This style can be described as one of the predecessors of modern architecture that developed in the 1920s and 1930s. It’s also sometimes referred to as rationalist architecture or the modern movement.

It’s fair to conclude that this building was rightfully criticized because it was indeed rather ugly. This version of the train station was in use until it was completely demolished in the year 2009 to make way for the amazing Liège-Guillemins railway station we can see today.

Liege train station 1970s
The International style train station in the 1970s / Wiki Commins

5. The modern Liège-Guillemins railway station had a renowned architect

The plans to replace the criticized building with a modern structure came about at the turn of the 21st-century. Spanish architect Santiago Calatrava was hired to design a modern building that was to become one of the most amazing train stations in Europe.

Calatrava has designed famous structures all around the world, including the revolutionary Turning Torso in Malmö, Sweden, and the WTC Hub in New York City. The latter cost an astounding $4 billion to complete in 2016.

His modern designs are unique, something that is also reflected in his design of the train station in Liège. He also left a permanent mark on his home city of Valencia in Spain with the stunning opera house called the Palau de les Arts Reina Sofía and the monumental City of Arts and Science.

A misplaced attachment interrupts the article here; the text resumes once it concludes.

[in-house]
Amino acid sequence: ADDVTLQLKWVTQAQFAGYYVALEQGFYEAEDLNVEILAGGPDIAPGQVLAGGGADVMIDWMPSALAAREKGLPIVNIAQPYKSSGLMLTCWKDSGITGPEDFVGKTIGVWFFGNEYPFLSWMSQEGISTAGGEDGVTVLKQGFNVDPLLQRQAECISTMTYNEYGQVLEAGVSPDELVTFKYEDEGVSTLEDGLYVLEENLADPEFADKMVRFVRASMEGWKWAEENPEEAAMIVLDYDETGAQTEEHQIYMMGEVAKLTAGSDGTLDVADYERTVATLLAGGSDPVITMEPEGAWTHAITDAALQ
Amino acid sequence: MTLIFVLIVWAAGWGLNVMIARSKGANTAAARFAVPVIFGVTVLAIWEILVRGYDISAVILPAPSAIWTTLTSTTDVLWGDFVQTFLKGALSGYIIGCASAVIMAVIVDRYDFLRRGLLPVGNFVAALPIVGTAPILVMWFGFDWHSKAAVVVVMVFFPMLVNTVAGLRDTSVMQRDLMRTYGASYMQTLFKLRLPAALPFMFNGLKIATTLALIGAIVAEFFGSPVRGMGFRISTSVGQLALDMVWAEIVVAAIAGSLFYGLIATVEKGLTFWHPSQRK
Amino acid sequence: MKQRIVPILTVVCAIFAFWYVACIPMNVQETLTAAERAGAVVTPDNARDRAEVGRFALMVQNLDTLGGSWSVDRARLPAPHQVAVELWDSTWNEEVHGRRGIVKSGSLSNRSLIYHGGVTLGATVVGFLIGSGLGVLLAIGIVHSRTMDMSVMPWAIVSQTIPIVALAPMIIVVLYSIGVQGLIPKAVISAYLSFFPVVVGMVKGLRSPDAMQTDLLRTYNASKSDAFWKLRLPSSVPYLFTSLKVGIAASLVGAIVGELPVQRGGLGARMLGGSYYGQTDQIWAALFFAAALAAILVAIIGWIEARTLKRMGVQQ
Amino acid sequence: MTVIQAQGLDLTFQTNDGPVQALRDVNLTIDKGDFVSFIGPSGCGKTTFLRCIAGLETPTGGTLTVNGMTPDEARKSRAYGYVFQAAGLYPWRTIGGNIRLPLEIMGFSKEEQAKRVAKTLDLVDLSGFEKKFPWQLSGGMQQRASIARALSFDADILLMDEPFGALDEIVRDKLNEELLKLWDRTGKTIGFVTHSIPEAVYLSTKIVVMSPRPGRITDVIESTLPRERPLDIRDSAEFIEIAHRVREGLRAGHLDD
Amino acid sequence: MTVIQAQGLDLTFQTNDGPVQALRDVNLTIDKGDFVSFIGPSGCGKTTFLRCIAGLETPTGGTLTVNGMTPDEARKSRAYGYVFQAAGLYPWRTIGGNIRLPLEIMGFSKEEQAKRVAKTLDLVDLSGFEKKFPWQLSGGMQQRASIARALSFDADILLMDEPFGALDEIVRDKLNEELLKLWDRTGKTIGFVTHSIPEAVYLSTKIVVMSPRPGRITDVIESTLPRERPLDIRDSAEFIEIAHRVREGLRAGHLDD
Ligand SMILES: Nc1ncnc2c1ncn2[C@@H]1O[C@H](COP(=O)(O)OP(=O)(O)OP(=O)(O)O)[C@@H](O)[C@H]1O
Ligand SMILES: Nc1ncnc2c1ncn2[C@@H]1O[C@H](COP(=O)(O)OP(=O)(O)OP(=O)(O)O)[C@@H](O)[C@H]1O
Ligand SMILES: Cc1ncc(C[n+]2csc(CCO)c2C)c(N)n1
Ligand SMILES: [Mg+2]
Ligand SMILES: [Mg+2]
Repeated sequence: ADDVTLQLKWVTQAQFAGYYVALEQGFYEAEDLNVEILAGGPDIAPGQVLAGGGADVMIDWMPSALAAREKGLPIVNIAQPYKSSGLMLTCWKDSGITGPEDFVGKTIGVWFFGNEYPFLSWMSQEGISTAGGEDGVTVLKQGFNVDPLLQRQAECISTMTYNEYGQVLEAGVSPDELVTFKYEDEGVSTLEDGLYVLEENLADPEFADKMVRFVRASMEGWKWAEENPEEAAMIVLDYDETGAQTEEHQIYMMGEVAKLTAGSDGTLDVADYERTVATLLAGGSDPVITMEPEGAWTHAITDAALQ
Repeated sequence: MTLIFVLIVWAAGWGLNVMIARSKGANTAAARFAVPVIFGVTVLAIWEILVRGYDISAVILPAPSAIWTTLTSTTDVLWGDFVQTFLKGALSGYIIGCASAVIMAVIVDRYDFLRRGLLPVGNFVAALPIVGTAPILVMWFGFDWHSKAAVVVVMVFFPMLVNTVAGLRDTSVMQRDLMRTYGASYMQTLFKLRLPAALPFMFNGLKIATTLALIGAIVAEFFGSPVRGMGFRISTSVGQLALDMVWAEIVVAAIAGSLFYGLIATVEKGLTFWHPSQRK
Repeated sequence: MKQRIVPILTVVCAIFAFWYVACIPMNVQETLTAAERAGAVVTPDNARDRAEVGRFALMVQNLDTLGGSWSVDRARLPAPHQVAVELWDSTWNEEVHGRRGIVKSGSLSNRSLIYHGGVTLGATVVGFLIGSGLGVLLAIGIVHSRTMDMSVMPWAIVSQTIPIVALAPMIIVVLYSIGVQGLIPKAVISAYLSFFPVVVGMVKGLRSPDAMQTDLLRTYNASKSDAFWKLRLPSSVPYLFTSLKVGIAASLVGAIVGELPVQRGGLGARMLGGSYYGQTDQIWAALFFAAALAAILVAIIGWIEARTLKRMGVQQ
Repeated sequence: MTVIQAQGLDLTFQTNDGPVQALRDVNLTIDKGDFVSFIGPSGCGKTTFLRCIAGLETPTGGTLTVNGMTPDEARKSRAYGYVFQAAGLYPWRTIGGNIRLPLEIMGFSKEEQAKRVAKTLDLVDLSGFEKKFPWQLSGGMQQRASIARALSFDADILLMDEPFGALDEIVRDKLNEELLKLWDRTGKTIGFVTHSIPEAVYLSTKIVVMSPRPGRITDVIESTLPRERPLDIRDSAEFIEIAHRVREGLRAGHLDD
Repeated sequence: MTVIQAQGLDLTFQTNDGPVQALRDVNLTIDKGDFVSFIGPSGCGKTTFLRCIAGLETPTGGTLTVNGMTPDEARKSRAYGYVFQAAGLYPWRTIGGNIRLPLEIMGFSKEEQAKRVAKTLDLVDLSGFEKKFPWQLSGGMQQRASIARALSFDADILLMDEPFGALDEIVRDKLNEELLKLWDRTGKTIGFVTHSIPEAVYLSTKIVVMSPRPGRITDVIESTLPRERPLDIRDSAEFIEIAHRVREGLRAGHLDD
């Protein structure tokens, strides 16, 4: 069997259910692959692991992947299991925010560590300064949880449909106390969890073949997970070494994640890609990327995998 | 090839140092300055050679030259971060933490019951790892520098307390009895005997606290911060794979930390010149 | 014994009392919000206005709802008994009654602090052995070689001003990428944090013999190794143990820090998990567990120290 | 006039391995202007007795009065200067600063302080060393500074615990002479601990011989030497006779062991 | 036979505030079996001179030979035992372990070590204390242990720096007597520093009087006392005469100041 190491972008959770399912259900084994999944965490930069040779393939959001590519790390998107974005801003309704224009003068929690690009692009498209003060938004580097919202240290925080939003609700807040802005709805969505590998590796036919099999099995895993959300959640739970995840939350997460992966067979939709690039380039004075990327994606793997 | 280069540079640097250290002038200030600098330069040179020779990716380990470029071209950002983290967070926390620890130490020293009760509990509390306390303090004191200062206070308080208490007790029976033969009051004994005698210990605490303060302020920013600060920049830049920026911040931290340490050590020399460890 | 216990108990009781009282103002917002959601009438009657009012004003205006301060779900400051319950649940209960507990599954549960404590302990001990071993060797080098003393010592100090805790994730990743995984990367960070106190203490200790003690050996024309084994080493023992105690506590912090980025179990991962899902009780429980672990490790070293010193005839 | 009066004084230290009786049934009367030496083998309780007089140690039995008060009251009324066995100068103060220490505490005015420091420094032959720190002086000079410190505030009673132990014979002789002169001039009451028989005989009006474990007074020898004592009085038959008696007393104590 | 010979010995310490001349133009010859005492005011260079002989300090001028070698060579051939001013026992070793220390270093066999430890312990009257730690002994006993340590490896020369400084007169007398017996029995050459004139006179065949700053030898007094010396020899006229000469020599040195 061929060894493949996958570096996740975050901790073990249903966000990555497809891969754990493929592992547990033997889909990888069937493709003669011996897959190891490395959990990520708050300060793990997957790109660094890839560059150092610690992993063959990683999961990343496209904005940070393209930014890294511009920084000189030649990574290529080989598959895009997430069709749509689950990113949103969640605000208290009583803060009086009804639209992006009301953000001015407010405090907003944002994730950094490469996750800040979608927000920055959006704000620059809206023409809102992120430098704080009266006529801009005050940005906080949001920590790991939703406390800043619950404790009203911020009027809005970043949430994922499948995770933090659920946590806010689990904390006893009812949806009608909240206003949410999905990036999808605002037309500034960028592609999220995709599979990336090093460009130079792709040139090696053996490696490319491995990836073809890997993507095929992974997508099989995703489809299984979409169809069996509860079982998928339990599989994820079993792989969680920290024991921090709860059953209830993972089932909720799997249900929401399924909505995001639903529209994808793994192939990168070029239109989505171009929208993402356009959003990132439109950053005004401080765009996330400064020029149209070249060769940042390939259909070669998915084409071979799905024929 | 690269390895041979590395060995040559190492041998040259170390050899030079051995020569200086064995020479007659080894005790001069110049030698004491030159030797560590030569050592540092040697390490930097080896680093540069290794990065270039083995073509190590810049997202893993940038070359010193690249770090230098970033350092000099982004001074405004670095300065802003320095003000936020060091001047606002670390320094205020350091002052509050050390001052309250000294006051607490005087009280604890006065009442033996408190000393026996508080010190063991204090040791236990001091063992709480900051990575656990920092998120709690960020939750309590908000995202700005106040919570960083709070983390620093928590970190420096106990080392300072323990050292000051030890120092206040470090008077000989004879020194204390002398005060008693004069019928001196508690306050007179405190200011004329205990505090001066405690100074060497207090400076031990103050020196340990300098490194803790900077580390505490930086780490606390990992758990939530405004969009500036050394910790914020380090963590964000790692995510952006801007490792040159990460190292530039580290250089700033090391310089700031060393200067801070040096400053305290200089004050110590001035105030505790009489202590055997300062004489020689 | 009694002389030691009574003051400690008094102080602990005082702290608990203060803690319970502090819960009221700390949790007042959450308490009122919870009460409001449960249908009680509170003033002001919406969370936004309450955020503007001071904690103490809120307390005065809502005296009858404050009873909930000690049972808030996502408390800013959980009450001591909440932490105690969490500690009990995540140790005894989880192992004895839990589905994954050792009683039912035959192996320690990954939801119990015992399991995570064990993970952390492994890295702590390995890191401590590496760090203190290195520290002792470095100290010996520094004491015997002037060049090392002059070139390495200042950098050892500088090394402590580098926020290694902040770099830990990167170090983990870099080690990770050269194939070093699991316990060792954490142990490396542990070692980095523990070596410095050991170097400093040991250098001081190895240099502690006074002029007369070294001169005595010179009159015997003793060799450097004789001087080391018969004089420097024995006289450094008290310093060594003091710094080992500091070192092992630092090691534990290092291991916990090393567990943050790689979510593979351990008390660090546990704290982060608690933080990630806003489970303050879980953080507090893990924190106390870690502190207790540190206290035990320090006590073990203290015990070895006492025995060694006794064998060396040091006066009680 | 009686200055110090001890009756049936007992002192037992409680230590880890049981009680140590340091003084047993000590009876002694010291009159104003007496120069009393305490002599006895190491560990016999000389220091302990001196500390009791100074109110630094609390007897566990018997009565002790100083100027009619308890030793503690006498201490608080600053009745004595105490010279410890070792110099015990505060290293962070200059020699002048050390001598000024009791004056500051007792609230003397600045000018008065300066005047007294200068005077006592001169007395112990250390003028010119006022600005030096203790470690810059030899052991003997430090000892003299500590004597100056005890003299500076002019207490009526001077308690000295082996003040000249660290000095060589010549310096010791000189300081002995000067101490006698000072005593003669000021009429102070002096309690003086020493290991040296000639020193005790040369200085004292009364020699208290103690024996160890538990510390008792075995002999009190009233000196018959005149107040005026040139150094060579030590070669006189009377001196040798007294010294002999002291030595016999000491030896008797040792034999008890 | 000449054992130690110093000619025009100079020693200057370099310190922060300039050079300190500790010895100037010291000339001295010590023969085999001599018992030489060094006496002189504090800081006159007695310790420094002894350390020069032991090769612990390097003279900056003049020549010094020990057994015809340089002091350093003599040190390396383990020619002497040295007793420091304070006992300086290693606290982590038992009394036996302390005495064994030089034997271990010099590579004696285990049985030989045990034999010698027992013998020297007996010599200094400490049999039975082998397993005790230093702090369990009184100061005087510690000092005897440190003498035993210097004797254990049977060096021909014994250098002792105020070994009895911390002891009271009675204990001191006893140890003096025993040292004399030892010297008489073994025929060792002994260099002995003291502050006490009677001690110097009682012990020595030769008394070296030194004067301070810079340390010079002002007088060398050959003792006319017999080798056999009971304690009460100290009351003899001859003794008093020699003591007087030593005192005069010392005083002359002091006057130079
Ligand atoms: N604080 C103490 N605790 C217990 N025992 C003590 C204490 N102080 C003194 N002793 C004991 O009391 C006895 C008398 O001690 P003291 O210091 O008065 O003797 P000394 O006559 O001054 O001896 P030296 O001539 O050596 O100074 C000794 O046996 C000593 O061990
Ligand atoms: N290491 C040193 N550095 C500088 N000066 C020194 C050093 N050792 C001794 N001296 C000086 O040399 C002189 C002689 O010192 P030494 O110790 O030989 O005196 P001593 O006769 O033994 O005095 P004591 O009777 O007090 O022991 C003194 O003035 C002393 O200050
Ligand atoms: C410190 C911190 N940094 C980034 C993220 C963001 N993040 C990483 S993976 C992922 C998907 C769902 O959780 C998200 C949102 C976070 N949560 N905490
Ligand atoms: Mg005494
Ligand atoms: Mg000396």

City of Arts and Science Valencia

6. The main feature of the building is a monumental arch

The interior of the building gives the feeling of vast space and that’s mainly because of its most amazing feat of nature, a monumental arch.

The vaulted roof of the building consists of steel, glass panels, and white concrete, and the arch of the building has a length of 160 meters (524 feet) and a maximum height of 32 meters (104 feet).

Some buildings at the City of Arts and Science look rather familiar, don’t you think?

Liège-Guillemins arch
Detail of the building’s arch / Wiki Commons

7. The expensive building was opened to passengers in September 2009

The train station features 5 platforms and has a total of 10 tracks. 3 of these platforms have a length of 450 meters (1,476 feet) and 2 have a length of 350 meters (1,148 feet).

The structure was completed in 2009 and opened to passengers on September 18, 2009, an event that was accompanied by a theater performance directed by Franco Dragone, a theater director who became world-famous for his work with Cirque du Soleil and Celine Dion.

The price tag of the building was hefty as well as the Liège-Guillemins railway station cost a whopping €312 million to complete.

8. It’s one of only four stations in Belgium to serve high-speed trains

The train station is an international transit hub that not only connects to all major cities in Belgium but also offers direct lines to multiple cities abroad. That’s because it’s one of just 4 train stations in Belgium to serve high-speed trains.

From the main train station in Liège, you can directly travel to Aachen, Lille, Maastricht, Paris, Aachen, Cologne, and Frankfurt.

Because of the limited number of tracks, it’s far from the busiest train station in Belgium with approximately 15,000 daily passengers. It occupies 11th place in the country and 3rd place in Wallonia in terms of the number of daily passengers.

gare des Guillemins
The station in the evening / 16 Miles of String / Wiki Commons